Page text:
The Math Forum

Search All of the Math Forum:

Views expressed in these public forums are not endorsed by NCTM or The Math Forum.

Math Forum » Discussions » sci.math.* » sci.math

Topic: Background Theory
Replies: 4   Last Post: Dec 8, 2012 6:13 AM

Advanced Search

Back to Topic List Back to Topic List Jump to Tree View Jump to Tree View   Messages: [ Previous | Next ]

Posts: 2,665
Registered: 6/29/07
Re: Background Theory
Posted: Dec 8, 2012 3:57 AM
  Click to see the message monospaced in plain text Plain Text   Click to reply to this topic Reply

On Dec 7, 7:21 pm, fom <> wrote:
> On 12/7/2012 8:46 AM, Zuhair wrote:

> > One might wonder if it is easier to see matters in the opposite way
> > round, i.e. interpret the above theory in set theory? the answer is
> > yes it can be done but it is not the easier direction, nor does it
> > have the same natural flavor of the above,
> > it is just a technical formal piece of work having no natural
> > motivation. Thus I can say with confidence that the case is that Set
> > Theory is conceptually reducible to Representation Mereology and not
> > the converse!

> I have no doubt that you are correct.  In another post
> in your thread I summarized the work of Lesniewski which
> uses the part relation to characterize classes.  His
> method was specifically designed to circumvent the
> grammatical form that leads to Russell's paradox.
> Moreover, the historical record of the philosophy sides
> with you.  Aristotle, Leibniz, Kant, and Russell all
> have had positions asserting how parts are prior to
> individuals.
> The issue becomes, however, whether the theory informs
> differently.  I turned to the investigation of parts
> without any knowledge of mereology because I believe
> that the ontological interpretation of the theory of
> identity is inappropriate for foundational purposes.
> Find any distinction in the literature between the
> application of logic to a linguistic analysis and
> the linguistic synthesis of a theory.
> That is why my proper part relation has a the
> character of a self-defining predicate.  There must
> be a first asserted truth, and, it must be an
> assertion that constructs the language.
> The second sentence has parallel syntax to the
> first.  It took me a long time to understand
> why I should accept that situation.  In Liebniz'
> logical papers, one finds the remark that individuals
> should be identified with a mark.  The membership
> relation is precisely that relation which marks an
> individuated context.  It does so in relation to
> a plural context.
> The priority of the part relation as it applies
> to set theory is that the fundamental relation
> between objects of a domain should reflect the
> object type of the domain.  To the extent that
> sets are
> "collections taken as an object"
> the fundamental relation should relate collections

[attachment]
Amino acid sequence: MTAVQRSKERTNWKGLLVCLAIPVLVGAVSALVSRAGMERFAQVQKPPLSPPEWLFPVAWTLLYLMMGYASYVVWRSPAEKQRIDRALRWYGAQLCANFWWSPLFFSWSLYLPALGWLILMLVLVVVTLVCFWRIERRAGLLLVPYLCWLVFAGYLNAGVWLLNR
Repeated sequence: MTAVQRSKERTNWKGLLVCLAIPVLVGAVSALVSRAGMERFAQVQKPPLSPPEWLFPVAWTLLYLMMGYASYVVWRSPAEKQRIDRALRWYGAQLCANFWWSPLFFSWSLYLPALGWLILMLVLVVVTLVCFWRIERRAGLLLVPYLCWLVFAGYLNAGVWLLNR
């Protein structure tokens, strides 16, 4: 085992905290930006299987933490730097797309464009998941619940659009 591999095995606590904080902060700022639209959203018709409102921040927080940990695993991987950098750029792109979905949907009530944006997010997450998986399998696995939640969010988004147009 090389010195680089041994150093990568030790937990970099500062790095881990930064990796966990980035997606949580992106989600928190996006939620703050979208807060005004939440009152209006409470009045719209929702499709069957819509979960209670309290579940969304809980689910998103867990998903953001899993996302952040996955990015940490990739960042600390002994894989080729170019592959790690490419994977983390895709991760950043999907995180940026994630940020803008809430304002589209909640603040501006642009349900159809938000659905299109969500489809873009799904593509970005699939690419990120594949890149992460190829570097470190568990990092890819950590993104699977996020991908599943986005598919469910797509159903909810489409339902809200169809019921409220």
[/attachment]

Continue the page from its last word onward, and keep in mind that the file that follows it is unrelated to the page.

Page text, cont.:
> to collections.  To the extent that a set is
> "determined by its elements"
> requires that the individuated context be situated
> relative to the defining syntax of the fundamental
> relation.
> One of the primary focuses of my investigation
> was to understand the principle of identity of
> indiscernibles.  If you read Leibniz, you will
> find that what is taught about the identity of
> indiscernibles is not entirely representative
> of what Leibniz said.
> He attributes his motivation to a position held
> by Thomas Aquinas and explains that the typical
> formulation is a consequence of the phrase
> "an individual is the lowest species"
> This is best interpreted mathematically by
> Cantor's nested closed set theorem with vanishing
> set diameter.
> The following assumption:
> Assumption of Aquinian individuation:
> AxAy((Az(ycz -> xez) /\ Ez(xez /\ -ycz)) ->
> Az((xez /\ -ycz) -> (Ew(xew /\ wcy) \/ Aw(zcw -> ycw)))))
> can be used to define membership
> AxAy(xey <-> (Az(ycz -> xez) /\
> Az((xez /\ -ycz) -> (Ew(xew /\ wcy) \/ Aw(zcw -> ycw))))))
> relative to a prior proper part relation "c".  In both
> sentences, the complexity arises from capturing the sense
> of a nested sequence of sets.
> To be quite honest, here, I still need to consider
> these expressions further.  These universals are
> difficult because both the assertion and its
> negation must be considered.
> So, let me suggest that while you continue
> to refine your ideas, you also develop some of
> the claims you have made concerning
> the representations of arithmetic and such.
> Do not take these remarks wrong.  I see that you
> are reading other authors and developing your
> ideas.  So, please continue.  I would like to
> see more.
> Inform us.

I just wanted to note that with this approach a set is a singular
entity that
represent a plurality of singular entities, while with Lewis's
a set is a plurality of singular entities that is represented by a
entity. I see this approach reductive while Lewis's diffusive. However
formally speaking they almost mirror each other, but conceptual wise
I think the approach given here is more faithful to the general
in which sets are mentioned.


Point your RSS reader here for a feed of the latest messages in this topic.

[Privacy Policy] [Terms of Use]

© The Math Forum at NCTM 1994-2017. All Rights Reserved.